While pointing out that many strands of psychology, including critical, indigenous, and liberation psychology, do not share these views, the writer, using the work of Glenn Adams, argues that traditional psychology is based on (1) a sense of freedom from constraint that offers an experience of radical abstraction from context; (2) the creation of an entrepreneurial self as a continuous development project; (3) an imperative for individual growth and personal fulfillment as the key to well-being; and (4) an emphasis on affect regulation as the key to personal success.

Neoliberal subjects must consider the constitution of themselves as their own capital. As a result, issues such as salary would be weighed against an individual’s ability to manage their stock of human capital. This is what Foucault called the entrepreneur of the self.

Psychological technologies and self-help literature

Rodrguez’s examination extends to self-help literature, an allegedly voluntary and individualistic activity. However, he argues that such literature reflects societal choices that foster a culture of individualism, emphasizing self-management and self-esteem.

Rodrguez states: Instead of seeing individuals as the historical product of the intersection of social and cultural processes, the rhetoric of selfhood, which is crucial in the self-help literature, assumes that the social world is the sum of aggregates of organized and independent individuals.

However, Rodrguez, using Rimke’s work, argues that an over-responsible self, a result of self-help practice, is intrinsically linked to governmental management of populations, and therefore to less rather than greater individual autonomy.

Psy-reflexivity, confessional testing, and behavioral and emotional management

Finally, Rodrguez addresses the emotional and behavioral management provided by self-help technologies.

Specific forms or language of areas of psychology, such as positive psychology or neuropsychology, are usually lacking in the literature. However, the researcher often found the idea of ​​the self as a constant and never-ending project, the emergence of modern confessional technologies in our case through self-applied testing and the idea of ​​building the self on an impoverished social context. However, what is clearest from our analyzes of this literature is the centrality and relevance of emotional self-management.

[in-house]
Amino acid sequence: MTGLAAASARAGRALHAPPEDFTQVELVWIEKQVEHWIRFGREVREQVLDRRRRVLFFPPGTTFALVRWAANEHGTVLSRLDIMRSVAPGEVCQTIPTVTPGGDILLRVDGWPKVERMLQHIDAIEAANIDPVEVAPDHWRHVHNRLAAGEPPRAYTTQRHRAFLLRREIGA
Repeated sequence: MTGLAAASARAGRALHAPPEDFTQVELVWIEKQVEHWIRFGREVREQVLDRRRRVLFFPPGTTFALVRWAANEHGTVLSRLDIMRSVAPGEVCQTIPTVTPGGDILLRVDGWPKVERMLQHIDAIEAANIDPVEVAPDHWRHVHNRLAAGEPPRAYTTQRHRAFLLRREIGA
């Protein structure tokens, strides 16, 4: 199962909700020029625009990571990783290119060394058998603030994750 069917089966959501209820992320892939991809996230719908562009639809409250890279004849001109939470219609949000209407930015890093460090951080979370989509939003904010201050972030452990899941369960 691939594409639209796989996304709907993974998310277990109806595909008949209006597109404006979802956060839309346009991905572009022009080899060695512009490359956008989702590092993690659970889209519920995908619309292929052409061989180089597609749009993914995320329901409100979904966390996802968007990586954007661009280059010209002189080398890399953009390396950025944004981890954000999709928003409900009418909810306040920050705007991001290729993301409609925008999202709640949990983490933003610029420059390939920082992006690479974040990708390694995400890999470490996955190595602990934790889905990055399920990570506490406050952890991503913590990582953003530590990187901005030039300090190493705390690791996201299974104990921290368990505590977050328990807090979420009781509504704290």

Subjectivity is no longer a terrain for scrutinizing the multiple hiding places of the soul, nor a possibility for constructing suggestive aesthetic fictions, as was common in self-help literature or in pre-neoliberal psychological culture. a key point of reference. The imperative of well-being is therefore not so much self-actualization as self-limitation through control. And this is where managing emotions plays a central role.

We no longer try to express our emotions as much as we work to limit them, especially those considered negative by cultural and social forces. The value of neoliberal subjects rests on their ability to maintain this emotion regulation as they take on and tend toward increasingly desocialized and depoliticized work.

Rodrguez’s research raises critical questions about the intersection of psychology, self-help, and social norms within neoliberal cultures. She points out the potential risks in the ongoing shift towards the individualization of wellbeing and mental health, opening a fascinating conversation about the evolving influence of self-help and wellbeing technologies on our personal and community lives.

The neoliberal ideal is a subject that can look after itself, especially as regards prevention, without having to resort to public-state institutions (for health, unemployment, social services and so on).

While the arena of mental health, self-help, and wellbeing has historically been viewed as objectively separate from policy debates, this research points to a historically significant connection between health and wellbeing ideals and political and social structures. Specifically, Rodrguez highlights the trend of traditional psychology towards the individualization of suffering and health that are co-constituted within a neoliberal society.

Central to these debates is whether the expansion of technology designed to create a healthy self is harmless and beneficial or whether it contains within it an ultimately harmful self-ideology that already exists within the culture.


Rodrguez-Lpez, R. Technologies of the self in culture: critical reflections on the self-managed subject.Subjectivity30, 152166 (2023). (Link)

#Selfhelp #selfgovernment #role #psychodisciplines #neoliberalism